A person can verify Medicaid eligibility by accessing a feature on the Centers for Medicare and Medicaid Services website that links to each state's Medicaid program, reports HealthCare.gov. As of 2015, Medicaid eligibility criteria vary by state, depending on whether the state has expanded coverage under the Affordable Care Act.
To verify Medicaid eligibility, go to the HealthCare.gov main page, select Get Answers in the toolbar at the top of the page, and click on Medicaid & CHIP under Medicaid, CHIP & Medicare, according to HealthCare.gov. In the column on the left side, select Find Out If You Qualify for Medicaid and CHIP, and click on Get Started. Enter your zip code, select your county, put a check mark on Find Out If You're Eligible for Medicaid or CHIP, and click Continue. The site directs you to your local health plan marketplace, where you can initiate an application to determine Medicaid eligibility.
In all states, Medicaid covers certain mandatory eligibility groups, such as pregnant women, the elderly, the disabled and families with children whose income falls below the federal poverty level, states Medicaid.gov. Additionally, all Medicaid applicants must be U.S. citizens or eligible resident aliens. With funding authorized under the Affordable Care Act, states can choose to expand Medicaid programs to cover all adults less than 65 years old with incomes up to 133 percent of the federal poverty level, as of 2015, reports HealthCare.gov. The Children's Health Insurance Program, or CHIP, allows coverage for children at the same or higher income levels.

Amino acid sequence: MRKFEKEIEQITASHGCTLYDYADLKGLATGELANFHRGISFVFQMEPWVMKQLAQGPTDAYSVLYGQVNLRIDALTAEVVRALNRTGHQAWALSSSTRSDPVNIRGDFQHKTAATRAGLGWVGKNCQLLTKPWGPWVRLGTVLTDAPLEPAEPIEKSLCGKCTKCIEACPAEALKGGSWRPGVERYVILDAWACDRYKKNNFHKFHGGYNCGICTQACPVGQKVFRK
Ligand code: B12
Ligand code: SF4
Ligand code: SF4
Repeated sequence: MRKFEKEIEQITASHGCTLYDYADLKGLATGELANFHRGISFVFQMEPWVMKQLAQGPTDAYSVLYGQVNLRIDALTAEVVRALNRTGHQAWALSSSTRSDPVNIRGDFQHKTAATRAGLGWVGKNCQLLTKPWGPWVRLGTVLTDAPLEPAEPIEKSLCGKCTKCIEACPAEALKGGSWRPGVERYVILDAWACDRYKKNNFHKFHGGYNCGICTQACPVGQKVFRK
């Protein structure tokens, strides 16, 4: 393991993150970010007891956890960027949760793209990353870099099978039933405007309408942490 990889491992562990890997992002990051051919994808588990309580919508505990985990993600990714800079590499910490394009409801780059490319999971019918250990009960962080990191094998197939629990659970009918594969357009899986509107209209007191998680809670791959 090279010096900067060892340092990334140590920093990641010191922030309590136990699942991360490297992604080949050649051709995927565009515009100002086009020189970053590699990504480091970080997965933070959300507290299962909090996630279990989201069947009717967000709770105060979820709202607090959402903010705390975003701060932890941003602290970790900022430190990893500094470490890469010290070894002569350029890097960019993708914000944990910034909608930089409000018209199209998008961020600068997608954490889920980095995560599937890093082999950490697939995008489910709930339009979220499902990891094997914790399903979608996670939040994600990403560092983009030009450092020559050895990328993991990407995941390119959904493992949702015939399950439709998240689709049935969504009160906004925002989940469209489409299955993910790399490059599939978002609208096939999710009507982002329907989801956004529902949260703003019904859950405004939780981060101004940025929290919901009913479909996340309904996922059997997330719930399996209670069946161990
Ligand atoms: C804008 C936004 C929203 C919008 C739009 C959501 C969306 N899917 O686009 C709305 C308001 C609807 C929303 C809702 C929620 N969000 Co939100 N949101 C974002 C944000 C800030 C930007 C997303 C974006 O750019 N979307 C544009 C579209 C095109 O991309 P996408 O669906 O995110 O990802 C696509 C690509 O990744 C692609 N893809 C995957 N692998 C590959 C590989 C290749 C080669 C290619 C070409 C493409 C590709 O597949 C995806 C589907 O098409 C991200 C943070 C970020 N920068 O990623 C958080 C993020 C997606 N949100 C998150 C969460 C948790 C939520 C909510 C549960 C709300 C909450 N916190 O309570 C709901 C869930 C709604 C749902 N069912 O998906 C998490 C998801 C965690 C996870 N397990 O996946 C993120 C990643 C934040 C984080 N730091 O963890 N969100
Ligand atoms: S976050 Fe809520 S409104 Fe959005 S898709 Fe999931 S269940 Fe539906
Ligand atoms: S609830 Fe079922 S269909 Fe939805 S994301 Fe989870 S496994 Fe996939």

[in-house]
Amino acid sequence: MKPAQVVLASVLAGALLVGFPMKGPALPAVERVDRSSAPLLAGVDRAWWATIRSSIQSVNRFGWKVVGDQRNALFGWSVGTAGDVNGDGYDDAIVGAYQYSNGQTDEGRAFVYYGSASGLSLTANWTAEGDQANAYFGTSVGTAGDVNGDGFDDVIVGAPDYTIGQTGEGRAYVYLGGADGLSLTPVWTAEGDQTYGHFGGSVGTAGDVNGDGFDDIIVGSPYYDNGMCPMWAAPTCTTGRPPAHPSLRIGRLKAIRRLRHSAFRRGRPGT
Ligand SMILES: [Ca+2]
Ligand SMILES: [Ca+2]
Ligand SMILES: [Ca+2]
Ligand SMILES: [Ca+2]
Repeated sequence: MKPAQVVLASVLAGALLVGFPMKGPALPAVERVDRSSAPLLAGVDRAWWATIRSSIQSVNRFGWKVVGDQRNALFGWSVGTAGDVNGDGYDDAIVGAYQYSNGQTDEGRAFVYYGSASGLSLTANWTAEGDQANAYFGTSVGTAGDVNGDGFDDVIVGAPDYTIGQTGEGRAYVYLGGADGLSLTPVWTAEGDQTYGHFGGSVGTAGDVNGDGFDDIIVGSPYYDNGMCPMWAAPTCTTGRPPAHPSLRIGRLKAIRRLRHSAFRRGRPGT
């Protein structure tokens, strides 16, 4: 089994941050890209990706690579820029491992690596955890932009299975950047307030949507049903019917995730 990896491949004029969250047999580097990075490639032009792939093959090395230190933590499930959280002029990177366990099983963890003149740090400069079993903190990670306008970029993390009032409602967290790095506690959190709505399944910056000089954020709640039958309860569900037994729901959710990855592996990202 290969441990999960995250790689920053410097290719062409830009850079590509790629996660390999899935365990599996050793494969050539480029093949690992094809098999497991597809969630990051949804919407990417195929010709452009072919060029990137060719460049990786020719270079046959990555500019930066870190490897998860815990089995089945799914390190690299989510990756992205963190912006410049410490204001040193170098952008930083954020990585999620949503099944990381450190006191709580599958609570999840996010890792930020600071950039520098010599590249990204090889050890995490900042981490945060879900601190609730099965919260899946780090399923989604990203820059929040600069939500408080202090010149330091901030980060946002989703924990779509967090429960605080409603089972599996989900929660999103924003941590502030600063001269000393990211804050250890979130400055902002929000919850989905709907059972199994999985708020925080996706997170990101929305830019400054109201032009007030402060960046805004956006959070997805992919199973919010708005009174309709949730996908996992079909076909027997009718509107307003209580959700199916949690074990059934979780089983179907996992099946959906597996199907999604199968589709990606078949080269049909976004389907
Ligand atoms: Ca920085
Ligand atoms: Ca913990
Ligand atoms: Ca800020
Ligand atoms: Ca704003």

Most states rely on electronically available data to determine eligibility, states the Medicaid website. Some states such as Nebraska and Louisiana have specific guidelines that require health care providers to verify patient eligibility under Medicaid before providing any services. Providers are also required to verify that patients are enrolled under Medicaid or Medicare through the state Eligibility Verification System or by telephone before processing a claim, according to the Louisiana Department of Health and Hospitals and the Nebraska Department of Health & Human Services.